This CP provides procedures for FDA investigators conducting domestic or international inspections of clinical components of in vivo bioavailability (BA) and bioequivalence (BE) studies conducted at clinical sites that recruit subjects, administer drug products to them, and collect biological samples for PK measurements.
Pharmacokinetic properties measured during BE and BA studies must comply with certain FDA requirements, which can be found in 21 CFR 320.
What is Bioavailability?
Bioavailability refers to the fraction of an administered drug that reaches systemic circulation after administration, providing a quantitative measure of drug absorption which can be measured through clinical trials of BA and BE studies and reported as the area under the concentration-time curve (AUC).
Age, gender, weight, disease state, diet, other medications, and nutritional status all play a part in how quickly and completely drugs are absorbed by patients. A properly conducted BA or BE study allows researchers to ensure these factors do not skew results toward subject variability; rather they should only reflect differences among drug products themselves.
Additionally, the chemical properties of a drug product can significantly impact its bioavailability. Some drugs may not dissolve well or absorb efficiently in the digestive tract due to high pKa values or hydrophobicity/polarity characteristics or low first-pass effect; such effects can often be mitigated through formulation changes like enteric coating or extended-release formulations – helping increase bioavailability for better absorption by patients.
Once a drug enters the bloodstream, its metabolism and excretion are subject to pharmacokinetic processes such as metabolism and excretion. These processes may reduce or prolong plasma drug concentration by forming drug complexes with protein molecules or chemical reactions such as gastric acid hydrolysis or digestion enzyme hydrolysis (eg, tetracycline and polyvalent metal ions); binding with other drugs in the intestinal tract (eg, cholestyramine); or binding to mucus membranes of the digestive tract (digoxin to cholestyramine).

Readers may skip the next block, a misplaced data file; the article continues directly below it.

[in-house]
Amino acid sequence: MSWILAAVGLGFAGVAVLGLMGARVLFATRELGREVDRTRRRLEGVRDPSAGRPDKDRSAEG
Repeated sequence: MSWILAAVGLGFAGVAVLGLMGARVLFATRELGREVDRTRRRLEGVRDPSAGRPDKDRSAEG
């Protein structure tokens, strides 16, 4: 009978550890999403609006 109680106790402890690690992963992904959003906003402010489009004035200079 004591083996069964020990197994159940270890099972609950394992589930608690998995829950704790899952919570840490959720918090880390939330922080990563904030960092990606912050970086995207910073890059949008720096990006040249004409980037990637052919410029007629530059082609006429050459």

The bioavailability of drugs is determined in part by their volume of distribution (Vd). A drug with a larger Vd can spread more widely throughout the body and reach organs where its therapeutic effects may have an impact.
BA and BE studies are performed to assess the degree of bioavailability and rate of absorption when comparing one pharmaceutical product with another that is similar in terms of dosing route, concentration-time profile, and clinical use. Bioequivalence determination occurs when AUCs of generic and reference products can essentially superimpose.
Giving nurses a deeper knowledge of BA/BE testing principles can facilitate safer and more effective medication administration. By including this knowledge in their training, nurses will feel more at ease interpreting the results of patient BA/BE studies to ensure that any prescribed doses are safe and efficacious.
How is Bioavailability Measured?
Bioavailability studies allow researchers to measure the rate and extent of drug absorption through oral routes, which allows them to compare various formulations of drugs, to determine whether they possess equivalent efficacy as their reference product. Results of bioavailability studies can also assist doctors and pharmacists when prescribing medications; for instance, physicians may wish to prescribe an antibiotic that quickly reaches its intended site of infection to prevent resistance formation while providing full therapeutic benefit.
An absorption rate for any drug can be measured by measuring its blood concentration at various time points following administration. Peak time refers to when plasma drug concentration reaches its maximum point – this indicates the rate of absorption; the area under the concentration-time curve (AUC) shows how much of that drug reaches systemic circulation over time and also provides insight into the rate of absorption.
PK analyses not only measure the speed and extent of drug absorption, but they can also reveal how a substance is distributed, metabolized, and excreted from the body. Bioavailability/bioequivalence studies are performed to assess the properties of both new and generic medications.
The design of clinical trials plays an essential role in establishing the parameters used to measure drug bioavailability. For example, trials that feature high intrasubject variability for any given parameter may necessitate multiple replicates and cross-over designs to ensure accurate comparisons.
Raptim’s specialized veterinary laboratory can conduct bioequivalence (BE) and BA/BE studies that comply with GLP and VICH-GCP guidelines for companion animals, providing pharmaceutical companies with essential trials when developing animal-derived medicines and vaccines for human use.